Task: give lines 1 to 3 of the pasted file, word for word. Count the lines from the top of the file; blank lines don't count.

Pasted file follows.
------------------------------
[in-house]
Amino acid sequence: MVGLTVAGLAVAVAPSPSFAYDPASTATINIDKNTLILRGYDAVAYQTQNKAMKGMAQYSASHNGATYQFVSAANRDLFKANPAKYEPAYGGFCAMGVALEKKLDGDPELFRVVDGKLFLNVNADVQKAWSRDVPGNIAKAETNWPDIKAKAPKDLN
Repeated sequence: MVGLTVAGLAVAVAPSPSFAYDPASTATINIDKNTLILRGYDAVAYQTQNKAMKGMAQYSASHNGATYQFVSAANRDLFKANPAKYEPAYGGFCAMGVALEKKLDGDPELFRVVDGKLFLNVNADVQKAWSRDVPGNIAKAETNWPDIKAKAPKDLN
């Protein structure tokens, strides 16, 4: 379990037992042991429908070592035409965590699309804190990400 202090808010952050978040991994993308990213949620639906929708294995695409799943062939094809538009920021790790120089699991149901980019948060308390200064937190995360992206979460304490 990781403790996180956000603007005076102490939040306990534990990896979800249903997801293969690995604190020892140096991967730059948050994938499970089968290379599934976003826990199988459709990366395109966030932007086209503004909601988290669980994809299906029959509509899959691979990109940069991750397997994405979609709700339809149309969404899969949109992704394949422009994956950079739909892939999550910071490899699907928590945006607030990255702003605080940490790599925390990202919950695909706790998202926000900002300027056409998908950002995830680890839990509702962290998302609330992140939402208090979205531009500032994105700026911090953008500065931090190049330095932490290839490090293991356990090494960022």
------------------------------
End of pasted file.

[in-house]
Amino acid sequence: MVGLTVAGLAVAVAPSPSFAYDPASTATINIDKNTLILRGYDAVAYQTQNKAMKGMAQYSASHNGATYQFVSAANRDLFKANPAKYEPAYGGFCAMGVALEKKLDGDPELFRVVDGKLFLNVNADVQKAWSRDVPGNIAKAETNWPDIKAKAPKDLN
Repeated sequence: MVGLTVAGLAVAVAPSPSFAYDPASTATINIDKNTLILRGYDAVAYQTQNKAMKGMAQYSASHNGATYQFVSAANRDLFKANPAKYEPAYGGFCAMGVALEKKLDGDPELFRVVDGKLFLNVNADVQKAWSRDVPGNIAKAETNWPDIKAKAPKDLN